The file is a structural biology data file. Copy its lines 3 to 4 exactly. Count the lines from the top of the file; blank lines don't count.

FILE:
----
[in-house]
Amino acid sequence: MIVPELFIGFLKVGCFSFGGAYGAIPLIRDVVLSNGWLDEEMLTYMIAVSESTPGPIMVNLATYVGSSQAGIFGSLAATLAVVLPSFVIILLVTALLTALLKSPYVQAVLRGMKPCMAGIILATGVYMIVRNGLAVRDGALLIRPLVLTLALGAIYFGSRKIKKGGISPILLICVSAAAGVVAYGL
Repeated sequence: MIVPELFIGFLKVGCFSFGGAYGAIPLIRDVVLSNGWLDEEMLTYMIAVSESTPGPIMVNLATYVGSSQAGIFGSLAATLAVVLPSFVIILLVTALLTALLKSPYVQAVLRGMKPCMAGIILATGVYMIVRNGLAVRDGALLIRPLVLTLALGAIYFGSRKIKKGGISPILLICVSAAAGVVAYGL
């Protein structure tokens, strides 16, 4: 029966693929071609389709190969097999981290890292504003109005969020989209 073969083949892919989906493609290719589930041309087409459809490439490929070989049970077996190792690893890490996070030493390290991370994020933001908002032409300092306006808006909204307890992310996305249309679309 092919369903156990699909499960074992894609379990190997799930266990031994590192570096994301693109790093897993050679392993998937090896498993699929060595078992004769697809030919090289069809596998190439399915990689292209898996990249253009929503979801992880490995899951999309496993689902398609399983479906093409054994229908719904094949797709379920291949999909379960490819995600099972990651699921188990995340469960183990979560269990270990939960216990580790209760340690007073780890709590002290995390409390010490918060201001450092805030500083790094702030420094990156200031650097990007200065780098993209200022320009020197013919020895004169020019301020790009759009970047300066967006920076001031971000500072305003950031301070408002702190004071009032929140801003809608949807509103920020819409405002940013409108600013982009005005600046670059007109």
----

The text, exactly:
Repeated sequence: MIVPELFIGFLKVGCFSFGGAYGAIPLIRDVVLSNGWLDEEMLTYMIAVSESTPGPIMVNLATYVGSSQAGIFGSLAATLAVVLPSFVIILLVTALLTALLKSPYVQAVLRGMKPCMAGIILATGVYMIVRNGLAVRDGALLIRPLVLTLALGAIYFGSRKIKKGGISPILLICVSAAAGVVAYGL
């Protein structure tokens, strides 16, 4: 029966693929071609389709190969097999981290890292504003109005969020989209 073969083949892919989906493609290719589930041309087409459809490439490929070989049970077996190792690893890490996070030493390290991370994020933001908002032409300092306006808006909204307890992310996305249309679309 092919369903156990699909499960074992894609379990190997799930266990031994590192570096994301693109790093897993050679392993998937090896498993699929060595078992004769697809030919090289069809596998190439399915990689292209898996990249253009929503979801992880490995899951999309496993689902398609399983479906093409054994229908719904094949797709379920291949999909379960490819995600099972990651699921188990995340469960183990979560269990270990939960216990580790209760340690007073780890709590002290995390409390010490918060201001450092805030500083790094702030420094990156200031650097990007200065780098993209200022320009020197013919020895004169020019301020790009759009970047300066967006920076001031971000500072305003950031301070408002702190004071009032929140801003809608949807509103920020819409405002940013409108600013982009005005600046670059007109």